Cryptozoology is considered a pseudoscience because it does not meet the outlined demarcation criteria required in the scientific community. To be considered scientific, a theory must first be able produce verification through empirical evidence and be able to reproduce experimental results, although reliance on this alone is known to lead to problems of bias and fallacy. Next, it must withstand debate and refutation as well as undergo consistent and systematic inquiry to ensure progress. A scientific theory must be progressive and aim to improve upon itself as well as previous research. In order to be justified as it’s own scholarly faculty, it must also have to be reviewed by other scholars within an established scholarly field and institution which Cryptozoology fails to do. Finally, a combination of both inductive and deductive methods are needed to verify the theory.
Since Cryptozoology is based on testimony and anecdotal claims, it does meet the first requirement of scientific theory, however, this alone often leads to bias and fallacy and therefore is not strong enough on its own. In fact, based on this criterion, Cryptozoology submits to a confirmation bias as it uses few instances of successful discoveries such as the Komodo Dragon and the Giant Panda, both former cryptids that had no catalogue or recognition in Zoological studies, as a bases for its importance and relevance. It uses a selective and opportunistic use of findings that are legitimised or already confirmed and uses them out of context to construct evidence towards their area of inquiry.
Cryptozoology fails to be progressive as it does not improve past research or even itself. This is because if a cryptid is discovered, found and documented, such as the examples above, it then becomes an animal and falls under Zoological studies. Cryptozoology cannot be used as an alternative to other sciences like Paleontology or Archeology in which it forms many of its research credibility on. It does not offer consistent production of evidence but leaves many holes in its study for those crpytids that have yet to be found over years of study and no more progress has been made in discovering them.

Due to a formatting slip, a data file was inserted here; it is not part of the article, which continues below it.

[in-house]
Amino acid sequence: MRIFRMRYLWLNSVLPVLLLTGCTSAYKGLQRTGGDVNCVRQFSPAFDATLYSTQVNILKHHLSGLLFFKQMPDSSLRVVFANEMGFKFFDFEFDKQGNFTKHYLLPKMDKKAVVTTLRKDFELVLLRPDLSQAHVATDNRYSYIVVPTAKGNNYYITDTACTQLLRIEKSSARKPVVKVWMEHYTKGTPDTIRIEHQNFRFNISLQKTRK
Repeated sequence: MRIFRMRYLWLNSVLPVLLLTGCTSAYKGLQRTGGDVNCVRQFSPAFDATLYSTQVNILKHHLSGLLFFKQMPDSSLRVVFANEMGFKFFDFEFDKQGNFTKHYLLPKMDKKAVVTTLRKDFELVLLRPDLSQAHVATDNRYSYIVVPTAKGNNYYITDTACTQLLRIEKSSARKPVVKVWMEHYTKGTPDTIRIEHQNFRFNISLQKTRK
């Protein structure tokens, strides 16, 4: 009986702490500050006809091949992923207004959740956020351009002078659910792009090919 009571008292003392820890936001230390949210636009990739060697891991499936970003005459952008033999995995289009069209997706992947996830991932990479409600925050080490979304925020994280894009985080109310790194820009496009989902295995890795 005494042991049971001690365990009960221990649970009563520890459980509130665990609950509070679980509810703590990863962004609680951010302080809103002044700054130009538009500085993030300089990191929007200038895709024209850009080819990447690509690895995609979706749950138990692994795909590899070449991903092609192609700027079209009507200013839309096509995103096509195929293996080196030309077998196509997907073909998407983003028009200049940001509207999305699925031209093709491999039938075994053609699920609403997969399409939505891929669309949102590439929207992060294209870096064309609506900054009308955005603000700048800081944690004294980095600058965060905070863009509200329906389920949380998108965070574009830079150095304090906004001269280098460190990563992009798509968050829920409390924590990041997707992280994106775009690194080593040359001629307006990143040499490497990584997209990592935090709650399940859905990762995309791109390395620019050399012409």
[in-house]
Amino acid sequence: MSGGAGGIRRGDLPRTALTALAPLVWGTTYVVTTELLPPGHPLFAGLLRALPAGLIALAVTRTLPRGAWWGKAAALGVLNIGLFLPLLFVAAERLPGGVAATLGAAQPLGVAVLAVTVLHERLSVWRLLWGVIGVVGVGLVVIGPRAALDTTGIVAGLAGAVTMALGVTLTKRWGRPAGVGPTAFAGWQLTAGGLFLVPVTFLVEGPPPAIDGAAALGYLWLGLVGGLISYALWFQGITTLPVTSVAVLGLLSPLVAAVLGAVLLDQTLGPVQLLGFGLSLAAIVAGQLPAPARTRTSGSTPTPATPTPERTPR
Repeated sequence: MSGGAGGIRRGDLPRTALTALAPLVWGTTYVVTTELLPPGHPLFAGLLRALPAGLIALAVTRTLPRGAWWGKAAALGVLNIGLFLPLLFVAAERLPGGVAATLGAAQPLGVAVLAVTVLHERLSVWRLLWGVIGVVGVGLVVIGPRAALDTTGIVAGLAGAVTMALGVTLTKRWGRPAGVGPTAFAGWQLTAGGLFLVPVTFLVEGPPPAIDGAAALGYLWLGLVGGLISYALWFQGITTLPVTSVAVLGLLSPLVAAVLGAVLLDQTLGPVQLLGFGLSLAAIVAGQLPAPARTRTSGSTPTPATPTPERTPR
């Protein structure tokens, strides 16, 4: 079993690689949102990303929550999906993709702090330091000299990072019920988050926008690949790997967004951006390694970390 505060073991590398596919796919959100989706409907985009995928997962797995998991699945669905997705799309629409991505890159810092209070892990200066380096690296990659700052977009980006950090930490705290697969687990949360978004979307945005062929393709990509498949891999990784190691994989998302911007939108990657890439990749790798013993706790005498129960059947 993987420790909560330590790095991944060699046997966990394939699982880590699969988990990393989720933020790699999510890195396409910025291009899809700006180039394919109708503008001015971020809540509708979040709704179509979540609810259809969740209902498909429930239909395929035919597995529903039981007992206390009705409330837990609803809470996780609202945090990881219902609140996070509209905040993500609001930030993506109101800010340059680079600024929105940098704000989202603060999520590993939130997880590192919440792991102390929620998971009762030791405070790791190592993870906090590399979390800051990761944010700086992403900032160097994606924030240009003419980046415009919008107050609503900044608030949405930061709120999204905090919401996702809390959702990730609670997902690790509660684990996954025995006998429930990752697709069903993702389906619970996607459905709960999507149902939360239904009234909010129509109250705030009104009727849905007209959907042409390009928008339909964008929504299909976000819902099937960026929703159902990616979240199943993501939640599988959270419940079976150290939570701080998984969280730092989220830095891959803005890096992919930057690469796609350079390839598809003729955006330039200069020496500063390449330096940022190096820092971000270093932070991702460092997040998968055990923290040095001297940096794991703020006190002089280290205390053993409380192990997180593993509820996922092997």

Another important aspect of science is its ability to withstand debate and refutation. The only way to have substantial proof in order to be irrefutable is to be actively tested and have expected outcomes occur more often than they do not. Cryptozoology once again does not meet this criterion as it is unable to be actively tested and therefore, it cannot withstand debate and refutation when questioned or critiqued. Due to the nature of pursuing Cryptozoology based on second-hand experiences and anecdotal claims, there is no experimentation to be actively tested and all findings are based on inconclusive testimonies with equal chances of positive or negative outcomes. Credible results cannot be based on hear say if here is no evidence or proof to support the testimony. Cryptozoology relies on testimonies and eye-witness claims and that alone is not enough to withstand refutation.
Using deductive logic and reasoning alone to brand a theory as scientific is not sufficient, as discussed previously by Duhem, but it can be used effectively along with inductive reasoning to amend scientific claims. The problem with pseudoscience is that it systematically selects a presentation of facts or claims that are already established as scientifically relevant along with outdated ancient testimonies or long disproven or discredited theories and use them to manipulate their theories toward favourable outcomes.
Finally, one of the more important aspects of scientific validity is peer review. Scholarly review gives credibility to research and helps to eliminate bias in studies. In order to be accepted in the scientific community, research must be advocated for. The process of reviewing work includes pointing out limitations of the research, areas that need improvement as well as pointing out bias that the author may have over looked. Without this process, anyone, scientific or not, can perform a study and have it published. Since Cryptozoology is hardly ever published in scientific journals, the peer review process is lacking within the field as anyone can write a news article or book based on their findings that does not need to be reviewed by other scholars in the field. Without a proper scholarly review, the findings of the studies may or may not be valid but certainly are not credible.
Cryptozoology falls short of many of the critical demarcation criteria necessary to be considered a science and therefore at best, can only be described as a pseudoscience.